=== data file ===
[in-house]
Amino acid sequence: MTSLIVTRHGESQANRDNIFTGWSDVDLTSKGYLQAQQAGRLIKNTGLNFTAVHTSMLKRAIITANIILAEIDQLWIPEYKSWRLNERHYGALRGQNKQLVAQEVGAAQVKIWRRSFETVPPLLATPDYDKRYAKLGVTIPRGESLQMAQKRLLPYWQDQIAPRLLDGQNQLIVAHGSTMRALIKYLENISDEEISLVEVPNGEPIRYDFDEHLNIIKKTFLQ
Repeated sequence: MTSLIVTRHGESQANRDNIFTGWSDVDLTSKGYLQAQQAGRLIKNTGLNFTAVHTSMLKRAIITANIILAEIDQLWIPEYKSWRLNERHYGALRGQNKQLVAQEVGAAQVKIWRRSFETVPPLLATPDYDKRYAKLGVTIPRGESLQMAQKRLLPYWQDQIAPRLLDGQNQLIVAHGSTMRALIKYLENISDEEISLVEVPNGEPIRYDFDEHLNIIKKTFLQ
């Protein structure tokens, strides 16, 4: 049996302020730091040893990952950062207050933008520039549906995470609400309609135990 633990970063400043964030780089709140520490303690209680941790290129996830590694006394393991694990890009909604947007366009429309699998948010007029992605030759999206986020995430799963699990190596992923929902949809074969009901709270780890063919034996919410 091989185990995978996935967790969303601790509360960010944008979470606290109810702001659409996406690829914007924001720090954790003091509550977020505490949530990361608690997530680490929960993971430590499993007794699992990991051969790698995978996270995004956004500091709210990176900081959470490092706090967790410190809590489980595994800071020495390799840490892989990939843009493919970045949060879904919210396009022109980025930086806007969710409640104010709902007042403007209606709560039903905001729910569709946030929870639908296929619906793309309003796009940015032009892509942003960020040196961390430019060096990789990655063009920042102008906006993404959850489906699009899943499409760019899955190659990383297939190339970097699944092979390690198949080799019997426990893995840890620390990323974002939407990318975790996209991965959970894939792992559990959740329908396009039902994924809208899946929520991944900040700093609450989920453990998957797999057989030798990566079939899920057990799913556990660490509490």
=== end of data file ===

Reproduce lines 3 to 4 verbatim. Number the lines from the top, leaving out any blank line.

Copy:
Repeated sequence: MTSLIVTRHGESQANRDNIFTGWSDVDLTSKGYLQAQQAGRLIKNTGLNFTAVHTSMLKRAIITANIILAEIDQLWIPEYKSWRLNERHYGALRGQNKQLVAQEVGAAQVKIWRRSFETVPPLLATPDYDKRYAKLGVTIPRGESLQMAQKRLLPYWQDQIAPRLLDGQNQLIVAHGSTMRALIKYLENISDEEISLVEVPNGEPIRYDFDEHLNIIKKTFLQ
């Protein structure tokens, strides 16, 4: 049996302020730091040893990952950062207050933008520039549906995470609400309609135990 633990970063400043964030780089709140520490303690209680941790290129996830590694006394393991694990890009909604947007366009429309699998948010007029992605030759999206986020995430799963699990190596992923929902949809074969009901709270780890063919034996919410 091989185990995978996935967790969303601790509360960010944008979470606290109810702001659409996406690829914007924001720090954790003091509550977020505490949530990361608690997530680490929960993971430590499993007794699992990991051969790698995978996270995004956004500091709210990176900081959470490092706090967790410190809590489980595994800071020495390799840490892989990939843009493919970045949060879904919210396009022109980025930086806007969710409640104010709902007042403007209606709560039903905001729910569709946030929870639908296929619906793309309003796009940015032009892509942003960020040196961390430019060096990789990655063009920042102008906006993404959850489906699009899943499409760019899955190659990383297939190339970097699944092979390690198949080799019997426990893995840890620390990323974002939407990318975790996209991965959970894939792992559990959740329908396009039902994924809208899946929520991944900040700093609450989920453990998957797999057989030798990566079939899920057990799913556990660490509490």